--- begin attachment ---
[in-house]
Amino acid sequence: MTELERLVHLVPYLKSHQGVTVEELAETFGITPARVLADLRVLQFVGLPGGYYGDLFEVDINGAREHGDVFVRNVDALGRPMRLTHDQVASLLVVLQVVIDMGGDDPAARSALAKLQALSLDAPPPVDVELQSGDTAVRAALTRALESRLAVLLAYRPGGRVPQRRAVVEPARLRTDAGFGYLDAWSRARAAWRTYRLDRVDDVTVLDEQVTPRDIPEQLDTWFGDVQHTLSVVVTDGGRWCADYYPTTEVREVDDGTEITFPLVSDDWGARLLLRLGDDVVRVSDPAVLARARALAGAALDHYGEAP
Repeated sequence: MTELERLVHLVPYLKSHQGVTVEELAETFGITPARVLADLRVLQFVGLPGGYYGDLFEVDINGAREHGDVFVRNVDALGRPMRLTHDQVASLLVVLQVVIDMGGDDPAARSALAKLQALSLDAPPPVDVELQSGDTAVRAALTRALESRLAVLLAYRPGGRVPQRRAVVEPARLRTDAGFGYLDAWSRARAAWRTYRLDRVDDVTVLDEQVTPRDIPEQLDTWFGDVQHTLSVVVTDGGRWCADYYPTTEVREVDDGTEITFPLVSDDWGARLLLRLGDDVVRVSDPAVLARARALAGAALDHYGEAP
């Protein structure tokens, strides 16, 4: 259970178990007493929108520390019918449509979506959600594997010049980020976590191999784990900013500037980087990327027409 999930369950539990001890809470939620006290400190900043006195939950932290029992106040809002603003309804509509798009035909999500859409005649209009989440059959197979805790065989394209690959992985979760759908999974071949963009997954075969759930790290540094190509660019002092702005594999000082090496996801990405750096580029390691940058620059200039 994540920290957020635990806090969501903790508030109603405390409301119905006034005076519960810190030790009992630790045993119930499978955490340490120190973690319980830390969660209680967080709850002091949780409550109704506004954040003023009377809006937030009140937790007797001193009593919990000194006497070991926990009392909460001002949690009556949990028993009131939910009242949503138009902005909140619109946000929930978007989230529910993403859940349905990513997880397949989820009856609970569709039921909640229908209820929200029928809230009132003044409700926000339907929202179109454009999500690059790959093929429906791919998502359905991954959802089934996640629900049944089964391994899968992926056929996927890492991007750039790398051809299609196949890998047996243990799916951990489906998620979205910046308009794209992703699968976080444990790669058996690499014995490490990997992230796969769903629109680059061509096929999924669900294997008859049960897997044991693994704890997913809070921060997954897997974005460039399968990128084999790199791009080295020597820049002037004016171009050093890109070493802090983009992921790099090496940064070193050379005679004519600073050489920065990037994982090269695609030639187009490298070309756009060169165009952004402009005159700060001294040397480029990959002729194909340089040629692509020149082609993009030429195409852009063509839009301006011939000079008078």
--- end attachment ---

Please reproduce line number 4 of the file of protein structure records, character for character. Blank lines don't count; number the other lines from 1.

């Protein structure tokens, strides 16, 4: 259970178990007493929108520390019918449509979506959600594997010049980020976590191999784990900013500037980087990327027409 999930369950539990001890809470939620006290400190900043006195939950932290029992106040809002603003309804509509798009035909999500859409005649209009989440059959197979805790065989394209690959992985979760759908999974071949963009997954075969759930790290540094190509660019002092702005594999000082090496996801990405750096580029390691940058620059200039 994540920290957020635990806090969501903790508030109603405390409301119905006034005076519960810190030790009992630790045993119930499978955490340490120190973690319980830390969660209680967080709850002091949780409550109704506004954040003023009377809006937030009140937790007797001193009593919990000194006497070991926990009392909460001002949690009556949990028993009131939910009242949503138009902005909140619109946000929930978007989230529910993403859940349905990513997880397949989820009856609970569709039921909640229908209820929200029928809230009132003044409700926000339907929202179109454009999500690059790959093929429906791919998502359905991954959802089934996640629900049944089964391994899968992926056929996927890492991007750039790398051809299609196949890998047996243990799916951990489906998620979205910046308009794209992703699968976080444990790669058996690499014995490490990997992230796969769903629109680059061509096929999924669900294997008859049960897997044991693994704890997913809070921060997954897997974005460039399968990128084999790199791009080295020597820049002037004016171009050093890109070493802090983009992921790099090496940064070193050379005679004519600073050489920065990037994982090269695609030639187009490298070309756009060169165009952004402009005159700060001294040397480029990959002729194909340089040629692509020149082609993009030429195409852009063509839009301006011939000079008078």